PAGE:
China and Inner Asia
Organized Panel Session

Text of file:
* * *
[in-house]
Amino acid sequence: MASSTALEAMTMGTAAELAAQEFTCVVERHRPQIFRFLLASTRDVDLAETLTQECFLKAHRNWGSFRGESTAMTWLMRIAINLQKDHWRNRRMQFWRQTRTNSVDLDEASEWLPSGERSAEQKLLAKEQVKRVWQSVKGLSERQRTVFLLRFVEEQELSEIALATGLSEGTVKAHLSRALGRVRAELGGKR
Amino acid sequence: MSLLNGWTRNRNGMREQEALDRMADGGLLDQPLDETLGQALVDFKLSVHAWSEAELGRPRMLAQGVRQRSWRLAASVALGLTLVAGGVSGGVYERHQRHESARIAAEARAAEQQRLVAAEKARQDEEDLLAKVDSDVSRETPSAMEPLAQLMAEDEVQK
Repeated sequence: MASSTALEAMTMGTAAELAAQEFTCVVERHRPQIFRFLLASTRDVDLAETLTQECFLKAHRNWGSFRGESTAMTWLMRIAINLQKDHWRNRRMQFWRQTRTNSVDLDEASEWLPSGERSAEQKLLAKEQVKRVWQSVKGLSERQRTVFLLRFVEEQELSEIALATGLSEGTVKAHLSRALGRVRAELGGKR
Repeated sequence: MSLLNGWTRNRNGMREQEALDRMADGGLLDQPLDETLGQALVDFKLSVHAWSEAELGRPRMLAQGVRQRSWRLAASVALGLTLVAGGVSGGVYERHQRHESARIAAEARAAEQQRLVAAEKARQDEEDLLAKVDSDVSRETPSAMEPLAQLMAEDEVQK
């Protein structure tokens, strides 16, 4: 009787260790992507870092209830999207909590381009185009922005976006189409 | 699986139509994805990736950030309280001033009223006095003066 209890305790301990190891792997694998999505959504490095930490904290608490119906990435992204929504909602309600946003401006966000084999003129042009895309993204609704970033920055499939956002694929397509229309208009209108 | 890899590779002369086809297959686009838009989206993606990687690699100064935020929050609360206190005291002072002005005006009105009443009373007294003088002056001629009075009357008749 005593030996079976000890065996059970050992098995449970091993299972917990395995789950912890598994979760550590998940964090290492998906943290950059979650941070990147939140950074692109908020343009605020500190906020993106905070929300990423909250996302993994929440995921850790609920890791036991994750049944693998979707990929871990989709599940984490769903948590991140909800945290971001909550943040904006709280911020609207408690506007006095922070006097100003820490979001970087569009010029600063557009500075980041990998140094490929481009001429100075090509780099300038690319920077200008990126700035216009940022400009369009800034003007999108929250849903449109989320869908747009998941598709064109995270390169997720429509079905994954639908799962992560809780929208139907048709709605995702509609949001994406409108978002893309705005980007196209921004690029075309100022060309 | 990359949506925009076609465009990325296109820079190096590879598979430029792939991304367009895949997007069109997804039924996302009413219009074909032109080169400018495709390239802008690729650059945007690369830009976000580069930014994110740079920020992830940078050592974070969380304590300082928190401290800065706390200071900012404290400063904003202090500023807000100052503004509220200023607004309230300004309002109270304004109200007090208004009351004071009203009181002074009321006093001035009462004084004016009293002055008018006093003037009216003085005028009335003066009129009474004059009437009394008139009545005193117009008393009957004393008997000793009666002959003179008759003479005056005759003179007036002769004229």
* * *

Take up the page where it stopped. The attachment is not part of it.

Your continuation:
Recently, scholars have begun to scrutinize how family, familial life, and familial discourses have deeply shaped Buddhism throughout history (Clarke 2013). Building on previous scholarship emphasizing Buddhism’s reconciliation with Confucian patriarchalism, this panel aims to explore various other context-related materializations of monastic-familial relationship in Chinese history. In particular, we approach this relationship along two analytical lines. First, Nikita Kuzmin and Gilbert Chen draw on legal materials to examine how external forces shaped the contours of monastic-familial interactions. Kuzmin uses twelfth-century Tangut law codes to analyze how government regulations attempted to organize monastic community along familial lines and how monastics adapted to this state-imposed familial structure. Chen, using nineteenth-century legal cases, examines how continued interaction between monks and their natal families transformed Buddhism into a family-friendly institution at the local level, notwithstanding the accompanying anxieties about disputes surrounding temple property. Secondly, Paul Katz and Wei Wu analyze the work of Taixu, a prominent Republican-era reformist monk, to investigate how Buddhist communities re-formulated monastic-familial relationship in the face of modernity. Katz traces how Taixu made Buddhist weddings a cornerstone of his Buddhist reform project by combining Confucian values and Buddhist teachings, which, despite sparking controversies, became increasingly popular among lay Buddhists. Wu unveils the political agenda underpinning Taixu’s promotion of the “modern Buddhist family,” showing how Taixu emphasized the importance of Buddhism in cementing family-state ties to legitimize Buddhism in the process of Chinese nation-state building. In sum, this panel seeks to place family relations at the center of Chinese Buddhist history.